The problem I have with your model is that it doesn’t seem to predict reality. Consider:
Eliezer wrote the Sequences, despite explaining everything (usually multiple times, and at length), linking everything to everything, and generally taking tremendous effort.
People of the Less Wrong (and adjacent) community today (CFAR included, but certainly not exclusively) are (apparently? ) for the most part neither writing anything down nor publishing it (despite the norm of “explain and/or link things” clearly not being nearly strong enough to result in “Yudkowskian levels of hyperlinking” or anything close to it).
I am all for more things being written down and then published! So your general point—that barriers to writing/publishing ought to be minimized—is one which I wholeheartedly endorse. But I question whether it makes sense to object to this particular barrier, because it seems to already be absent, and yet the thing we are worried about not stifling—dissemination of the community’s current ideas and so on—is mostly not there to be stifled in the first place. Clearly, some larger problem obtains, and it’s only in the context of a discussion of that larger problem that we can discuss norms about explaining and/or linking. (One might call it an isolated demand for rigor.)
 I say “apparently” because, obviously, I have no real way of knowing how much (ideas, concepts, techniques, whatever) there is to be written down and published; though I do get the vague sense, from things said here and there, that there’s quite a bit of it.
Yep, I think we agree on the broader picture then. I actually think this specific requirement has a pretty decent effect size, and so exploring that specific disagreement about effect size and impact in the larger context seems like a good next thing to do, though probably in meta and not here.
Yep, that’s an accurate summary. Sorry for being unclear.
You shouldn't expect Wikipedia pages for Lesswrong jargon. If you enter Hamming question on the search bar of this website it shows you the post Unofficial Canon on Applied Rationality that post does a decent job at explaining the term in sufficint depth to understand what I'm saying. It also links to Hamming questions and bottlenecks for further information.
When writing a post like that where the target audience is LWers I use community jargon even when that means that outsiders have a harder time following along. In this case, not understanding the term doesn't prevent you from getting the main point the paragraph is about.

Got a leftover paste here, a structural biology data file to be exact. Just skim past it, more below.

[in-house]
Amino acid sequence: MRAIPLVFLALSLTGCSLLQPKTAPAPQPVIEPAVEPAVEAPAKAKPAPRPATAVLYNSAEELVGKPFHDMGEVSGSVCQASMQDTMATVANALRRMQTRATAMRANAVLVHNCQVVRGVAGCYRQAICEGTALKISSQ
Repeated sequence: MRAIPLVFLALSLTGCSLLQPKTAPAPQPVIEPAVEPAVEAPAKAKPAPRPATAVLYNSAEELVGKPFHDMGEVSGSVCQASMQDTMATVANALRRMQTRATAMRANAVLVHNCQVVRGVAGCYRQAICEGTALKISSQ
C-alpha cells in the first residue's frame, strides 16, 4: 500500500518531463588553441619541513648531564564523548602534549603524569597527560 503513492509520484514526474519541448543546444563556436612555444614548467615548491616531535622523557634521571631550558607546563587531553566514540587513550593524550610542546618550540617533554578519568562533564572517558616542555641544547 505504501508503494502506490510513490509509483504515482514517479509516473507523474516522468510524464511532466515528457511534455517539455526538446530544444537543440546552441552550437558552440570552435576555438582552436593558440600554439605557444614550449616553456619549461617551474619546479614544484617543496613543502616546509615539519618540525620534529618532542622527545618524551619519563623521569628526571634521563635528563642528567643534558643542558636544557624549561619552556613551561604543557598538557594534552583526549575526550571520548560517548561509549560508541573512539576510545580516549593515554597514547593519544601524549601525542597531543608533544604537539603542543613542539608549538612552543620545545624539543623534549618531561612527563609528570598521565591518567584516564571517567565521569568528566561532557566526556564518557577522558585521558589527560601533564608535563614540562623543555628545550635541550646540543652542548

Having to explain community jargon everytime it's used means that you lose the advantage of jargon providing you a short way of pointing to a concept.
If Facebook would allow easy linking of posts on the wall I would have linked here to Brienne Yudkowsky's post towards which I'm responding but unfortunately it's not easy to link to Facebook.
There's also Kaj's writeup: https://www.lesserwrong.com/posts/aRNxWnqnrz3FdNpfi/dark-arts-defense-in-reputational-warfare/CQL2WkNB8u8tK6T5r
Well, the problem is that it is not really “Lesswrong jargon”; it is CFAR jargon, which is different. I am no stranger to LW jargon myself (having been reading Less Wrong since long before it was Less Wrong), but this term was unfamiliar to me. (If you’re assuming that everyone associated with Less Wrong is also associated with CFAR, or knows CFAR jargon, etc., that assumption is clearly mistaken and, in my view, rather problematic. The story would be different if there were, say, a CFAR knowledge base / wiki / something; but there is not.)
Two further points:
If I don’t know the term, then I also don’t know that it’s a piece of CFAR jargon, so I cannot anticipate the failure of a Google search for it, nor the reason for that failure. Maybe it’s from CFAR, maybe it’s from some esoteric field in which you are an expert, maybe it’s simply idiosyncratic to you (or perhaps, a reference to your own previous writing)—who can know?
If there is indeed a Less Wrong post that explains the term (as you have just shown that there is), then might I suggest that it’s easy, and helpful, simply to hyperlink the term to it in the first place!
Recall, after all, what Eliezer did, when writing the Sequences; he linked the ever-living heck out of things! He linked things so much that people started speaking of “Yudkowskian levels of hyperlinking”; and let me tell you, that practice tremendously increased the readability and usefulness of his posts.
Edit: But I forgot to add: thanks for the links!
I live in Berlin and have never been at CFAR and I don't have access to the CFAR alumni mailing list. It seems to me like a concept that got around a bit.
I will consider hyperlinking more in future posts.
My quick google turns up explanations in the first two hits, and some others on the first page. A primary source is here.
Yes, I corrected it.